Abusers “Forget” That You Are Your Own Person
If your partner orders you around and demands you meet their requests, then you hear verbal abuse. Patricia Evans, the author of the best verbal abuse books, says that when someone makes demands of you, the person has forgotten that “you are a free person, and if he wants something of you, he must make a courteous request.”
Another way of saying that is your abuser forgot that you are not an extension of themselves (you are not their puppet). It is not your job to tend to their needs or desires, and if they need help they should ask nicely. Unless his arm is about to be cut off or something like that, every request should be relayed to your ears with a non-sarcastic “please”.
I knew a female soldier who said she would not say ‘please’ because she “wasn’t going to beg anyone for anything”. I wonder how she’s getting along with others these days…
How My Husband Uses Ordering And Demanding
When my husband orders me around or demands certain behaviors of me, it is his way of directly controlling me. In the past, ordering and demanding worked well for him because his other threatening and unnerving behaviors had accomplished his goal of scaring the resistance out of me. I was in “shell shock” much of the time, and it was easier to do as he said than to expose myself to another round of abusive anger, threatening behavior, and all the rest.
He loved to take me to parties when he knew I was in this state of fear. While there, I felt compelled to laugh at the jokes he made about me while fetching his beer and fixing his plate before my own. He would brag, saying things like, “This is how home-trainin”’ works!” as I brought him another drink.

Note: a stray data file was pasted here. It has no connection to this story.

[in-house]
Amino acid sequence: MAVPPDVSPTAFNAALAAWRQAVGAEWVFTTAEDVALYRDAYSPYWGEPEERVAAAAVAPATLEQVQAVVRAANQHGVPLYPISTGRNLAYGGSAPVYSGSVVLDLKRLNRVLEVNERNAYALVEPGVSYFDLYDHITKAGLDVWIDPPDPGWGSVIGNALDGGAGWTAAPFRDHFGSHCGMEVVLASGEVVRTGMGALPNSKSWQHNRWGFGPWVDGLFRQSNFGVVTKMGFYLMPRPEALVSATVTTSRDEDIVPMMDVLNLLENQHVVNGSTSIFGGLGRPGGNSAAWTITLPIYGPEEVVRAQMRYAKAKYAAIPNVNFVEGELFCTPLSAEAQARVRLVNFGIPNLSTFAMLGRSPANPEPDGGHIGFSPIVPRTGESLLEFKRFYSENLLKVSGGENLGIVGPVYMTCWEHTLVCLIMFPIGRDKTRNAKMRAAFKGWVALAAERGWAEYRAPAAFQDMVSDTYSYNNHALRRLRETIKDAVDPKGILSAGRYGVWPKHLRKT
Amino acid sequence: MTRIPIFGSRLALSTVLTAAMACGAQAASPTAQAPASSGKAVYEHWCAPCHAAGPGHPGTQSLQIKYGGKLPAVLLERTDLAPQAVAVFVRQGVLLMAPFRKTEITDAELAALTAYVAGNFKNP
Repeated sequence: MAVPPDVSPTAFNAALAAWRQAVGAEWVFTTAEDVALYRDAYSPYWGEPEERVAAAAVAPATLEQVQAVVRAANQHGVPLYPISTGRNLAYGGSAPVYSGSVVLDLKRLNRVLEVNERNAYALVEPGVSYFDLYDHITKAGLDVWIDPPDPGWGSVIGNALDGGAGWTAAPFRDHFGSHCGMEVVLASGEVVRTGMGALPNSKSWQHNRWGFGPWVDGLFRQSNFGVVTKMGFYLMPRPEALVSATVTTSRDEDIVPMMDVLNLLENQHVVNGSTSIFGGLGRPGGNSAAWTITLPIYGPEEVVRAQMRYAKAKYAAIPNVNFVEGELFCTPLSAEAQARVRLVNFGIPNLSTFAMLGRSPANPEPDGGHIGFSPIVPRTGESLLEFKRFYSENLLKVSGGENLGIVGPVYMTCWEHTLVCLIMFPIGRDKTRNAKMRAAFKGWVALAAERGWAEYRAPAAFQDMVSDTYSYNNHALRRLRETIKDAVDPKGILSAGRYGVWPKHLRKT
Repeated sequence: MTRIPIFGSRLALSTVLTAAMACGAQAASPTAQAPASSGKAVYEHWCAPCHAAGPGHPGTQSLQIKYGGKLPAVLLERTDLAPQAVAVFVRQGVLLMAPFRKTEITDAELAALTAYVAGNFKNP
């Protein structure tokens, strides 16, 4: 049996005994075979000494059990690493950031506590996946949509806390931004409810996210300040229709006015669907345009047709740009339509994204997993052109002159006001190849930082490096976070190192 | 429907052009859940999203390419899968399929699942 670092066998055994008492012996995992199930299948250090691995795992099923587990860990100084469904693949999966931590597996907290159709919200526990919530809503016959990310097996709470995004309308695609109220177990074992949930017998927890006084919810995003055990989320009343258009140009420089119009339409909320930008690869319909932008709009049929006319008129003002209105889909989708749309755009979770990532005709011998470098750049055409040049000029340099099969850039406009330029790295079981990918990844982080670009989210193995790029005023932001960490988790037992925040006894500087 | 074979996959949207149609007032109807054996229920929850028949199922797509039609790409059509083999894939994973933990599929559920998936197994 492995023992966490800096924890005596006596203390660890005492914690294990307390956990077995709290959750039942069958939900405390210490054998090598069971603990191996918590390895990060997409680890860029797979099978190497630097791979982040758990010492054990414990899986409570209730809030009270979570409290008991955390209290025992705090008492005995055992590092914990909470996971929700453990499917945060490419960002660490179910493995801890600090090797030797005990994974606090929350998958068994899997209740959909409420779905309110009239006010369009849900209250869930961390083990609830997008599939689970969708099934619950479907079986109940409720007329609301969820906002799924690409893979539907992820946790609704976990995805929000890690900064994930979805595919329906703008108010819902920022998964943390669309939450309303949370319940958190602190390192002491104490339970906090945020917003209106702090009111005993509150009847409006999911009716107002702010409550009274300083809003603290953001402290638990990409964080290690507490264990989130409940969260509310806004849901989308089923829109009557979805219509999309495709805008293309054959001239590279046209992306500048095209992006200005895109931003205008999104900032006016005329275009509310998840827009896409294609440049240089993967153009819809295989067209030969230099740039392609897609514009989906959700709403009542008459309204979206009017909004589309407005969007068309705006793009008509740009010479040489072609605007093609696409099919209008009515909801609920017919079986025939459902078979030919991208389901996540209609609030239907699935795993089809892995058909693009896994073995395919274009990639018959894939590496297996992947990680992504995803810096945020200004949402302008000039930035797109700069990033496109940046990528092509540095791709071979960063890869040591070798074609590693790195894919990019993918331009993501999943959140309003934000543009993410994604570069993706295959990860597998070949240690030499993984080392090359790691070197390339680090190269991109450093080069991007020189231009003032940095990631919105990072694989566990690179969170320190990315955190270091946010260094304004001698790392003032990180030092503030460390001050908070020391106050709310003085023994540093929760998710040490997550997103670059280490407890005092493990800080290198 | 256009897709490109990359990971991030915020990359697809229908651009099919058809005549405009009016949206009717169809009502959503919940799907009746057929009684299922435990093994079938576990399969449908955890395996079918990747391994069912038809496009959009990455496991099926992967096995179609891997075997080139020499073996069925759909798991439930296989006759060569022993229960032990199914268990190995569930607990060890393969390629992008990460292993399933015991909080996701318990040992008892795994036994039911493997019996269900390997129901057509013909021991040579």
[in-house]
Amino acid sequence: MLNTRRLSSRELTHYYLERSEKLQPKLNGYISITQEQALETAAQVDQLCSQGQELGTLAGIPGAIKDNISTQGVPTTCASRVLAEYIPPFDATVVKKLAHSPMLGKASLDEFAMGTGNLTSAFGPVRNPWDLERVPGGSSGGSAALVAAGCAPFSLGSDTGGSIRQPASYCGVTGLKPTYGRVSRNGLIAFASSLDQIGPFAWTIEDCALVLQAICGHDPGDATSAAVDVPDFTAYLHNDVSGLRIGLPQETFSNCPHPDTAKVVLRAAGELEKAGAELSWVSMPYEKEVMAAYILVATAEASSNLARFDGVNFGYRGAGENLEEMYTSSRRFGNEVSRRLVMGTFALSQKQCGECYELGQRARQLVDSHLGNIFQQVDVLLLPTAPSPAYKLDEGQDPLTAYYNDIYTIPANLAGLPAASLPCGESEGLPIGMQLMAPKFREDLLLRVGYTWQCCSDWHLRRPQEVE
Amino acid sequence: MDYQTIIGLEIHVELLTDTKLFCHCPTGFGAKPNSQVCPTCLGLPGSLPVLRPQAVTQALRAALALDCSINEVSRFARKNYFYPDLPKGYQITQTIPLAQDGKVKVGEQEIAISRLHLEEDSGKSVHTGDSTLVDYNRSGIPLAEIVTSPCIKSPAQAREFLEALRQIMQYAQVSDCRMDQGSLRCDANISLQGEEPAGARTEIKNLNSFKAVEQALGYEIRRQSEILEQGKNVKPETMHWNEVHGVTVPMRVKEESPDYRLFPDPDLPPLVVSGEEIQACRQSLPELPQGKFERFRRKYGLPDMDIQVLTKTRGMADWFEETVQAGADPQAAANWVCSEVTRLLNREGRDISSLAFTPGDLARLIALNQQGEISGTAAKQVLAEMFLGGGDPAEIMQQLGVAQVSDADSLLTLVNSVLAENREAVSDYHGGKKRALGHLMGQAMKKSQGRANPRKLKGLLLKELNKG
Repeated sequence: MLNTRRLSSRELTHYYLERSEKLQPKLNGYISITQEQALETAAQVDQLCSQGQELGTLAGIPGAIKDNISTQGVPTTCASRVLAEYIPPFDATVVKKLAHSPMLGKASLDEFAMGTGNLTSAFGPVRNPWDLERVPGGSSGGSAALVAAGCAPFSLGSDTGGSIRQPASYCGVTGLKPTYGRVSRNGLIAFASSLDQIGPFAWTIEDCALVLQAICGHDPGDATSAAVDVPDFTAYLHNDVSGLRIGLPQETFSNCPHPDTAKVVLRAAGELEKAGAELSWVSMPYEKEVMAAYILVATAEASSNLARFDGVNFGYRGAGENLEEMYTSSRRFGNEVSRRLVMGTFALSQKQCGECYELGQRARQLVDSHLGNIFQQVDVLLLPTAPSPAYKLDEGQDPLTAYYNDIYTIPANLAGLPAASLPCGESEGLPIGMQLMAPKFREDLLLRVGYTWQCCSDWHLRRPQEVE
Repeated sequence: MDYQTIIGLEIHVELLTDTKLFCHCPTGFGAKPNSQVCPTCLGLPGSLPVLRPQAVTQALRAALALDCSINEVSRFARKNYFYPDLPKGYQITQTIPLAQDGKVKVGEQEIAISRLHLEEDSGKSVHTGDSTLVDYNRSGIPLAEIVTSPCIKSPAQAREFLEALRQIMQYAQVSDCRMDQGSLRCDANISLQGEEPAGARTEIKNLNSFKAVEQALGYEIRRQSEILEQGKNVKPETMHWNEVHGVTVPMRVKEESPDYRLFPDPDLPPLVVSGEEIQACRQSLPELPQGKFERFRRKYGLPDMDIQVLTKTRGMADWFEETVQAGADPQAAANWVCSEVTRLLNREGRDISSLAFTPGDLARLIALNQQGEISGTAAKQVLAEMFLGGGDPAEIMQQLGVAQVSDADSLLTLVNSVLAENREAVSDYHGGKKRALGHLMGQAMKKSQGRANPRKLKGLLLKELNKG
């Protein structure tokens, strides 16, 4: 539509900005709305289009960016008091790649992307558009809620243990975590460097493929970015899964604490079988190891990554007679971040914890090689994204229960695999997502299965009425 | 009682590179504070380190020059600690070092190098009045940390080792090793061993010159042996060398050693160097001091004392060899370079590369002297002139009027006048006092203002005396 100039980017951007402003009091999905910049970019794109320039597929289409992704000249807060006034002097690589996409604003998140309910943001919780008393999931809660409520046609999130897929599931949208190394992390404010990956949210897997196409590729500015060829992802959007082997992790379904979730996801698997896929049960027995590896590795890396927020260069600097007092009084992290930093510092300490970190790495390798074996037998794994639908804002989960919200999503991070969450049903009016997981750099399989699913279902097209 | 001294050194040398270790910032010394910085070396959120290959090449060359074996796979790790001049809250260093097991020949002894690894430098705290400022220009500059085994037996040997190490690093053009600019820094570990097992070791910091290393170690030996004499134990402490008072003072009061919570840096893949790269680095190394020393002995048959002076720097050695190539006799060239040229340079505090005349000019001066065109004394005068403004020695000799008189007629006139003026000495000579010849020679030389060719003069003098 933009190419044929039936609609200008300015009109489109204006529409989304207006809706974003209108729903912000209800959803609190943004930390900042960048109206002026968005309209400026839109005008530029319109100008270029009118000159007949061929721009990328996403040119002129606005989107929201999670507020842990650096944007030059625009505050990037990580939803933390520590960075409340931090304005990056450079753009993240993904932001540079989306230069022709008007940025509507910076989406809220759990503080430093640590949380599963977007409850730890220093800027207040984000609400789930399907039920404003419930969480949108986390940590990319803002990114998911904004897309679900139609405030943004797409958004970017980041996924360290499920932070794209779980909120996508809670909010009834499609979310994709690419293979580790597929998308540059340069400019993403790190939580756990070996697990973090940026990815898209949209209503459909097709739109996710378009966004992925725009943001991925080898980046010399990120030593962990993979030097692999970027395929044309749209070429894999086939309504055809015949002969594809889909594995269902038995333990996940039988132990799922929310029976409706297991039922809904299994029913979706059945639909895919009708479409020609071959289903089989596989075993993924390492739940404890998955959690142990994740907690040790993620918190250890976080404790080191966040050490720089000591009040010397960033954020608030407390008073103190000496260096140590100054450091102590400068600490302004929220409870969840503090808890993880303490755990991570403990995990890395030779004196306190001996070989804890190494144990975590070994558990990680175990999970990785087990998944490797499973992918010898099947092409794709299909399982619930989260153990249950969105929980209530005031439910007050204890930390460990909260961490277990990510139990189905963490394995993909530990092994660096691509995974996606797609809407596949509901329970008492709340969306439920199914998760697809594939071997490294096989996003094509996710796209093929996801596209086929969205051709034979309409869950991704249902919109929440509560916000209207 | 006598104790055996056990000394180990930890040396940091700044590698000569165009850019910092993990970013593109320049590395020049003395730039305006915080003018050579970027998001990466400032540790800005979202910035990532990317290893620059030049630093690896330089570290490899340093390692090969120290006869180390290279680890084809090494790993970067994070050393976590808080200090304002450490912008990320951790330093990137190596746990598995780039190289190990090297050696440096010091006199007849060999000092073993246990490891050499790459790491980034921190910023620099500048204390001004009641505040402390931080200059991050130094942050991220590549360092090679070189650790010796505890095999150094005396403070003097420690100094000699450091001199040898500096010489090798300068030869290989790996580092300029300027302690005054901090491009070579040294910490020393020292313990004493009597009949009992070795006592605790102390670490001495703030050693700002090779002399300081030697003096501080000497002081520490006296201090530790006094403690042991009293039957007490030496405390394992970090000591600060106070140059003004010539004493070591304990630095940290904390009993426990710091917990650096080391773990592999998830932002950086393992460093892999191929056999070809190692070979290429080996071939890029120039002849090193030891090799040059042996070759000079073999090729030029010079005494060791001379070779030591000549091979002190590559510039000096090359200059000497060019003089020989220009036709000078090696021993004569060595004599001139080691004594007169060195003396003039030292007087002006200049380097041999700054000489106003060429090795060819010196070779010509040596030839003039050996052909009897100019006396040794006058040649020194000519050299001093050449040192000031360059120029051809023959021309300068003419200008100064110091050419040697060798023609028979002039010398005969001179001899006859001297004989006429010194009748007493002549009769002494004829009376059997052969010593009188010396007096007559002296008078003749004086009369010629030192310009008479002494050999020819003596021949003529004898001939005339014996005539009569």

When the fear effect wore off a little, he wouldn’t have to do or say too much to put me right back in the state of being his willing sheep.
How to React to Ordering & Demanding
Patricia Evan’s suggestions for responses to ordering and demanding include “Who are you giving orders to?” or “I don’t follow orders!”
You could say, “Stop giving me orders!” but that statement doesn’t feel right to me in this situation. Attempting to stop someone from ordering you around by ordering them to stop doesn’t sit right with me.
*Remember that these statements are to help you feel better and detach from your abuser’s antics. They do not guarantee that your abuser will stop abusing you, nor do they protect you from further abuse. You should fill out a safety plan so you know what you will do if things get out of hand.
Based on the book The Verbally Abusive Relationship: How to Recognize It and How to Respond by Patricia Evans, ISBN 1558503048, Adams Media, February 2003, and my experiences with verbal abuse.